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Caithness.org News Bulletins -  November 2002

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"I want to start today by putting into context a number of issues that have been affecting the Force for a number of years and which, in my opinion, have adversely affected the public perception of Northern Constabulary.

Can I first of all state that Northern Constabulary is the most successful Police Force in the United Kingdom. We have the highest detection rate.  We have the lowest crime rate.  We continue to police by consent in the urban and rural areas of the Highlands and Islands of Scotland and our success is in no small measure due to the unwavering public support that we continue to receive.  I call you here to address a number of issues that have been in the forefront of not only the minds of a number of individuals in this area, but also of interest to you the Media.

Since I came to the Force, just over a year ago, a number of issues remained outstanding which challenged the professionalism of this Force; and constantly undermine the efforts of the Force to move on from issues that, in my mind, have been justly resolved by the Force, by the courts and by the Justice system.

I want to spend a little time reassuring the public in the Highlands and Islands that this Force is skilled in dealing with serious incidents, professional in its approach and compassionate to the victims of crime we deal with on a day to day basis. That said, very few people in this area are the victims of serious crime and therefore do not come into contact with the police on a day to day basis. Since 1996 we have dealt with 88,757 crimes. During that time we have received 481 complaints and it is my belief that we deal with those complaints in a thorough, rigorous and objective manner. In fact, we have received over 1,000 letters of appreciation since 1996 - 500 of those being received in my first year.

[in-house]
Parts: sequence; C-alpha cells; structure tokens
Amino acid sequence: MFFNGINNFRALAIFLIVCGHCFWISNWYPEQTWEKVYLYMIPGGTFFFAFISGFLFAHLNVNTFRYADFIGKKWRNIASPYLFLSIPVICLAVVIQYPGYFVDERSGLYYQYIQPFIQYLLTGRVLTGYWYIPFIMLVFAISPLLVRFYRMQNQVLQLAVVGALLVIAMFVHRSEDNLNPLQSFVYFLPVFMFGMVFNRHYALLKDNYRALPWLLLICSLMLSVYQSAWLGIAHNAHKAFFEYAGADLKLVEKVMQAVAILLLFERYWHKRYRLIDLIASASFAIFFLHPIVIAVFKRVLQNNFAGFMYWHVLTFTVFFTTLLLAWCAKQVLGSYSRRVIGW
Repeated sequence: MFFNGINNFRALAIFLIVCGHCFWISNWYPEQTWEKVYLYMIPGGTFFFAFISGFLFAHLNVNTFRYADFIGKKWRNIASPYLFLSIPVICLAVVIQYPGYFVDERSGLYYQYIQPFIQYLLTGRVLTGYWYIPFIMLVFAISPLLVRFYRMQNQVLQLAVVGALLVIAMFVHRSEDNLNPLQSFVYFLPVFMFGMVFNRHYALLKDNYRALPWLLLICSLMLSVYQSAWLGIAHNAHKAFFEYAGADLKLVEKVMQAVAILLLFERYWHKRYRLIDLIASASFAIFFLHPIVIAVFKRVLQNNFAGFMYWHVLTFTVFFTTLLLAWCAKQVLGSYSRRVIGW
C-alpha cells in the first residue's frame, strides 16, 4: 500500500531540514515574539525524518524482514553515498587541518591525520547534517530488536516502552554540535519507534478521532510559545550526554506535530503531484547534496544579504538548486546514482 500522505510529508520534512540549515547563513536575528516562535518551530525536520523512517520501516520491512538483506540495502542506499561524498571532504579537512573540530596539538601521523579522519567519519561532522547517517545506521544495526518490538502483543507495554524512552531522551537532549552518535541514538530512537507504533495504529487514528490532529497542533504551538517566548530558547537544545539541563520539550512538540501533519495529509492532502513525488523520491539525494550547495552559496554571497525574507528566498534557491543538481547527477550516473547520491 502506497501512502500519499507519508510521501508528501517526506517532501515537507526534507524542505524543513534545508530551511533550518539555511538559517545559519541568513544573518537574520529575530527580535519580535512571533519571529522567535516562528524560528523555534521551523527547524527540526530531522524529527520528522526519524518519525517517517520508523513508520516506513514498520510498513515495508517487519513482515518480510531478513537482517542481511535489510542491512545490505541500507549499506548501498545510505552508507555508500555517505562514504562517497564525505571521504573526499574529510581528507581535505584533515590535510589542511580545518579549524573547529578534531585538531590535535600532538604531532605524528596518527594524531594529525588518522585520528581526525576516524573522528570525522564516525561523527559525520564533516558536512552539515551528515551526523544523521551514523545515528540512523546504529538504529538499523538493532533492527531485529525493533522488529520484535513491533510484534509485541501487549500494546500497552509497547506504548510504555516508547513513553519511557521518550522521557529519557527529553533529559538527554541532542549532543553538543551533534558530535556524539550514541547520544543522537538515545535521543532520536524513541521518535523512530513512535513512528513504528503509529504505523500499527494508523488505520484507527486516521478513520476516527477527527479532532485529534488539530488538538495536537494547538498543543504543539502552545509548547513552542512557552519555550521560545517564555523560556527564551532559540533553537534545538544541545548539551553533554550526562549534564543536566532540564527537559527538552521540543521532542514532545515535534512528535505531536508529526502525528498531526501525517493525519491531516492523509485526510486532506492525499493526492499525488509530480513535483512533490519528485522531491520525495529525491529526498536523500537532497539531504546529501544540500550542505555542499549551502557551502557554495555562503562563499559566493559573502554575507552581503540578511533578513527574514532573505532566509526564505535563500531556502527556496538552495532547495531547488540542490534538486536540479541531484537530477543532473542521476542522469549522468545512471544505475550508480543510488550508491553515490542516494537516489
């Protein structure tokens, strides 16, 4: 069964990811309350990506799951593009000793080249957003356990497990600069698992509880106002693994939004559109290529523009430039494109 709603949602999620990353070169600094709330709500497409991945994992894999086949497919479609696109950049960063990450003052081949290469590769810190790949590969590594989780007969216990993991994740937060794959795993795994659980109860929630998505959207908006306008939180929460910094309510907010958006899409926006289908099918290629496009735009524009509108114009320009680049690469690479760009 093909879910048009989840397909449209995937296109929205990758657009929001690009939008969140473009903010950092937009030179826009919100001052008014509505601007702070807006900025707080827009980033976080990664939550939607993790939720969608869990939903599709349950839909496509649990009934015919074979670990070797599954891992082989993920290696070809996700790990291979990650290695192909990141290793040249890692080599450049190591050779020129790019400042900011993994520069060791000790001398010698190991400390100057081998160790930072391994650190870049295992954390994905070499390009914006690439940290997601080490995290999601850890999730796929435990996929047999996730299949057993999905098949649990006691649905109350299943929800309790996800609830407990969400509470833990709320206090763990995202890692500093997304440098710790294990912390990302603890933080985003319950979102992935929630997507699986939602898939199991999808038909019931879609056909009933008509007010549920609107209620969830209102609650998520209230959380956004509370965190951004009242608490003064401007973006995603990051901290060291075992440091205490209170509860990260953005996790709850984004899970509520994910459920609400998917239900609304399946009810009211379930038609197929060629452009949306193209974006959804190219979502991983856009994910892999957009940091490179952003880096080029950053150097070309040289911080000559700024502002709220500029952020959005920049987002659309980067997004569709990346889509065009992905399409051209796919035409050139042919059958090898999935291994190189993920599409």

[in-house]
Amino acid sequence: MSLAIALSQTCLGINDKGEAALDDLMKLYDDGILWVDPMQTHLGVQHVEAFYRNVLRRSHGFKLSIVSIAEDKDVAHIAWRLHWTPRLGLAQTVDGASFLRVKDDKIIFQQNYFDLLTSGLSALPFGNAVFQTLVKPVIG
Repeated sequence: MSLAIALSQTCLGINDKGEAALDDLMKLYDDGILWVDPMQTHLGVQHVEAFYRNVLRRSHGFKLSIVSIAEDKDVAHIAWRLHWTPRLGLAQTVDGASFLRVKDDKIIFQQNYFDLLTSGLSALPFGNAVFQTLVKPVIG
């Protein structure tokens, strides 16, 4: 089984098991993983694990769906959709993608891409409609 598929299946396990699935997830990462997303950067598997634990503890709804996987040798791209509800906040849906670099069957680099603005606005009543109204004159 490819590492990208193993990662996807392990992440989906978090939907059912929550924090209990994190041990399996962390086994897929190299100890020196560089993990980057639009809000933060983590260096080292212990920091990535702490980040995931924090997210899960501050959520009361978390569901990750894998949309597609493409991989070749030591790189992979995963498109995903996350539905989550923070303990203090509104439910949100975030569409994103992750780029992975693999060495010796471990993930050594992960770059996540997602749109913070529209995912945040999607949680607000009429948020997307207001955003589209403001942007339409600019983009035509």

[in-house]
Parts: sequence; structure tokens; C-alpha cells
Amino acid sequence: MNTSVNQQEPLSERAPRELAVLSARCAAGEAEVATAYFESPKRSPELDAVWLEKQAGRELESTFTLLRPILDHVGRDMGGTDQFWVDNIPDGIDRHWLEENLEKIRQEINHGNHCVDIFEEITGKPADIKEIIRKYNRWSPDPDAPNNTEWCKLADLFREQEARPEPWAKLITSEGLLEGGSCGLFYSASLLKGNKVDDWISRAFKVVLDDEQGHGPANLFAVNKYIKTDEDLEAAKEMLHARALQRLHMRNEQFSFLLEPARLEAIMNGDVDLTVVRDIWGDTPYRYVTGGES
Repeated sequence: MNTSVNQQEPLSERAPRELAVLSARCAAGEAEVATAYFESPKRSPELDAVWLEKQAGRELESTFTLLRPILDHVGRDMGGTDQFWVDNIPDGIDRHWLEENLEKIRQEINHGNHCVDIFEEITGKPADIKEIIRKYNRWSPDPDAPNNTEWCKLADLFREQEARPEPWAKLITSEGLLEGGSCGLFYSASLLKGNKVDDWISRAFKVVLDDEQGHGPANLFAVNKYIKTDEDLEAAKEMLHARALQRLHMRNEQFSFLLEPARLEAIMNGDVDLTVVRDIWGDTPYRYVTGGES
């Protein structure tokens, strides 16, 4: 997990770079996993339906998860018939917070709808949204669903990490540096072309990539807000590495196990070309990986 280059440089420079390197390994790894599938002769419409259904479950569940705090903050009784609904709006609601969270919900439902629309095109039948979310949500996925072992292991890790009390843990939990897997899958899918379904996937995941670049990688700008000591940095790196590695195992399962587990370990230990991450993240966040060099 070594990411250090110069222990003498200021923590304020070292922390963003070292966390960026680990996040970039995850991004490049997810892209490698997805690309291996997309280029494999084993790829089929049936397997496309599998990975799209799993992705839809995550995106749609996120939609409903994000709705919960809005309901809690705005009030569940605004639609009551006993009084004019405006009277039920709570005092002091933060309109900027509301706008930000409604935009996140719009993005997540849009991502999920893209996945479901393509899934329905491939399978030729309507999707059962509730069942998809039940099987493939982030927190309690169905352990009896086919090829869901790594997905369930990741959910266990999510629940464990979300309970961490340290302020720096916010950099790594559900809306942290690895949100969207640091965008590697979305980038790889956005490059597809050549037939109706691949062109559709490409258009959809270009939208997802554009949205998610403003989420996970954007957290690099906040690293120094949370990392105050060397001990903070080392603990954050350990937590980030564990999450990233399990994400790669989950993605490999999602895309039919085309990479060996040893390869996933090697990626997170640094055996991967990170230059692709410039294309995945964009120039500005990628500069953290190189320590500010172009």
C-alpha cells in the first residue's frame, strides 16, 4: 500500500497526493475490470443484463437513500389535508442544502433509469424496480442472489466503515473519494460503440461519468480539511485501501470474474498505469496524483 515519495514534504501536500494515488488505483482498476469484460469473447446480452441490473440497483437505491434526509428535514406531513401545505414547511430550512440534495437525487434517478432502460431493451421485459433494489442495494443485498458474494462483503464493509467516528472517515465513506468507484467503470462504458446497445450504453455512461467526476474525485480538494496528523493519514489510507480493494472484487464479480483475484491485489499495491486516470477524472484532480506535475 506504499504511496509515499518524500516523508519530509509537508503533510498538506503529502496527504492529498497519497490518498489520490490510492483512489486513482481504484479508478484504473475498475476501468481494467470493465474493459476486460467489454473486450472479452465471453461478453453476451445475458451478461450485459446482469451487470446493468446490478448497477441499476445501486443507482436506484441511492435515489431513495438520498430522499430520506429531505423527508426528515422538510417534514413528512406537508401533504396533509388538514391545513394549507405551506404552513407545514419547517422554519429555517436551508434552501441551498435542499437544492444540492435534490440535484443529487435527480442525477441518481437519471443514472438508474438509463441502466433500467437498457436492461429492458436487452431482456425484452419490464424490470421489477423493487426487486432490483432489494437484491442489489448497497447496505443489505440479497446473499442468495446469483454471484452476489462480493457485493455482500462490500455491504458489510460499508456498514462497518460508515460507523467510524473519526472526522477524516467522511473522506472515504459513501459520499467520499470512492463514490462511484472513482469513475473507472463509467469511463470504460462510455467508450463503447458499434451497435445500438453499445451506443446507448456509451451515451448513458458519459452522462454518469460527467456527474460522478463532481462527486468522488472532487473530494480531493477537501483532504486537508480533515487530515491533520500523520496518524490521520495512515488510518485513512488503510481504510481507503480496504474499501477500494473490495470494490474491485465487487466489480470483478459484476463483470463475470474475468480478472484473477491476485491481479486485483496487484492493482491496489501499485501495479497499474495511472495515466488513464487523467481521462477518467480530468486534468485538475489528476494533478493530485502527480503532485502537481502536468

When I joined Northern Constabulary in 2001, the Force was already in receipt of a number of complaints from Mr and Mrs MacLeod of Wick whose son Kevin tragically died in an accident in 1997. That included some 60 complaints against individual officers indeed a substantial number of those complaints were made against senior officers who had been asked to investigate complaints Mr and Mrs MacLeod had made. Since the initial police investigation, thousands of hours have been spent on two further criminal investigations and an FAI into the death of Kevin MacLeod.

Nearly six years after the death of Kevin MacLeod, every line of enquiry and allegation has been rigorously and exhaustively examined with each aspect of the criminal investigations being considered and concluded under the guidance of the Procurator Fiscal. Whilst a case such as this is never closed, there are no relevant lines of enquiry outstanding and no evidence to substantiate any allegations of criminality in the death of Kevin MacLeod.